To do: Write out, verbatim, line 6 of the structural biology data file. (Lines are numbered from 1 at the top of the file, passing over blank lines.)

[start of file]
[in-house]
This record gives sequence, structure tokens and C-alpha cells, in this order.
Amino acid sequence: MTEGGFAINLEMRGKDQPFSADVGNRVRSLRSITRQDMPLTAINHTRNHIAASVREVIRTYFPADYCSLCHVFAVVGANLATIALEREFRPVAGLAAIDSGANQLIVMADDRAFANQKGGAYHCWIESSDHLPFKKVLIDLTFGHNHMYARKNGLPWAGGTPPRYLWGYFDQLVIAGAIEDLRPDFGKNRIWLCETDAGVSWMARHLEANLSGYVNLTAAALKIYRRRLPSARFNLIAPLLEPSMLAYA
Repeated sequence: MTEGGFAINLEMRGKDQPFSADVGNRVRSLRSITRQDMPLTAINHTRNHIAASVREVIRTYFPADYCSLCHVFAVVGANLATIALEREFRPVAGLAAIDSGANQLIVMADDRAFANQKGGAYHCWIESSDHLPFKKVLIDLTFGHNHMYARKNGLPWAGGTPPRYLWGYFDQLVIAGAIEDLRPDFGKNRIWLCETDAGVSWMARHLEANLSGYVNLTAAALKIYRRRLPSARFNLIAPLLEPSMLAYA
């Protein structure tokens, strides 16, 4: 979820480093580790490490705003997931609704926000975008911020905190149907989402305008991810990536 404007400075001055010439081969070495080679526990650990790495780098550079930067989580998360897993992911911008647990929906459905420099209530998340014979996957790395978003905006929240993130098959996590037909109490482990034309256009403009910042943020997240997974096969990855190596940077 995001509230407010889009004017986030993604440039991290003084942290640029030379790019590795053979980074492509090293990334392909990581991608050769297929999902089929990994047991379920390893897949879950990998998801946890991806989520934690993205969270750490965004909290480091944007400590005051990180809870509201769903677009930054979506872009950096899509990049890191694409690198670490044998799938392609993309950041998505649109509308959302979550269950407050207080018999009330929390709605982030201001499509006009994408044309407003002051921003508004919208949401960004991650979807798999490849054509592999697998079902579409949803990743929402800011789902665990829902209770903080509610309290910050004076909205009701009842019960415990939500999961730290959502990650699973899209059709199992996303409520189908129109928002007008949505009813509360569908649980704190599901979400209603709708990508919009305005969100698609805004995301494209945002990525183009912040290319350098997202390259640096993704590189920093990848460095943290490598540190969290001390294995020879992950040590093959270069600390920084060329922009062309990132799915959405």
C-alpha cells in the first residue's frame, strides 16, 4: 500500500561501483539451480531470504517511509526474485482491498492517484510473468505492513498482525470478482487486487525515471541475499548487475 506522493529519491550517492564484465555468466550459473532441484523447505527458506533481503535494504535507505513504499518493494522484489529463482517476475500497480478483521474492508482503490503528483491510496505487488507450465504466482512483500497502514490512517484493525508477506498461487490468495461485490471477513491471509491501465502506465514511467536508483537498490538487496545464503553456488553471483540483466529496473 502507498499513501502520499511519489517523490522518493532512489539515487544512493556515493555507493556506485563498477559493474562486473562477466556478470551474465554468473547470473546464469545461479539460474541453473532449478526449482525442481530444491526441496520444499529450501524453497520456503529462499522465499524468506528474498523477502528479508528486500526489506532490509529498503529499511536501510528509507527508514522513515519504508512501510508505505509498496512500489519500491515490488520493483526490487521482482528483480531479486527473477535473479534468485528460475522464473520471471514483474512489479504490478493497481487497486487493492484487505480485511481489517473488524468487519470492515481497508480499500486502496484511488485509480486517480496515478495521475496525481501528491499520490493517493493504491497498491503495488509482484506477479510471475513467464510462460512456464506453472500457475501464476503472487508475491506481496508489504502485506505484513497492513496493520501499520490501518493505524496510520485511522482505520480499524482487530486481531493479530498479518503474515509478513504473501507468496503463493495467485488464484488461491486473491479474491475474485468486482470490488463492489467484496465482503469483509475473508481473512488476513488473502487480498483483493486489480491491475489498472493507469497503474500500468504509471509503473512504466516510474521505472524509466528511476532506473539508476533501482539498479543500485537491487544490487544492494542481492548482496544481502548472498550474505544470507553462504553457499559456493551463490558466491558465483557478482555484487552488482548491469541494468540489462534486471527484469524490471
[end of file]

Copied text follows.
C-alpha cells in the first residue's frame, strides 16, 4: 500500500561501483539451480531470504517511509526474485482491498492517484510473468505492513498482525470478482487486487525515471541475499548487475 506522493529519491550517492564484465555468466550459473532441484523447505527458506533481503535494504535507505513504499518493494522484489529463482517476475500497480478483521474492508482503490503528483491510496505487488507450465504466482512483500497502514490512517484493525508477506498461487490468495461485490471477513491471509491501465502506465514511467536508483537498490538487496545464503553456488553471483540483466529496473 502507498499513501502520499511519489517523490522518493532512489539515487544512493556515493555507493556506485563498477559493474562486473562477466556478470551474465554468473547470473546464469545461479539460474541453473532449478526449482525442481530444491526441496520444499529450501524453497520456503529462499522465499524468506528474498523477502528479508528486500526489506532490509529498503529499511536501510528509507527508514522513515519504508512501510508505505509498496512500489519500491515490488520493483526490487521482482528483480531479486527473477535473479534468485528460475522464473520471471514483474512489479504490478493497481487497486487493492484487505480485511481489517473488524468487519470492515481497508480499500486502496484511488485509480486517480496515478495521475496525481501528491499520490493517493493504491497498491503495488509482484506477479510471475513467464510462460512456464506453472500457475501464476503472487508475491506481496508489504502485506505484513497492513496493520501499520490501518493505524496510520485511522482505520480499524482487530486481531493479530498479518503474515509478513504473501507468496503463493495467485488464484488461491486473491479474491475474485468486482470490488463492489467484496465482503469483509475473508481473512488476513488473502487480498483483493486489480491491475489498472493507469497503474500500468504509471509503473512504466516510474521505472524509466528511476532506473539508476533501482539498479543500485537491487544490487544492494542481492548482496544481502548472498550474505544470507553462504553457499559456493551463490558466491558465483557478482555484487552488482548491469541494468540489462534486471527484469524490471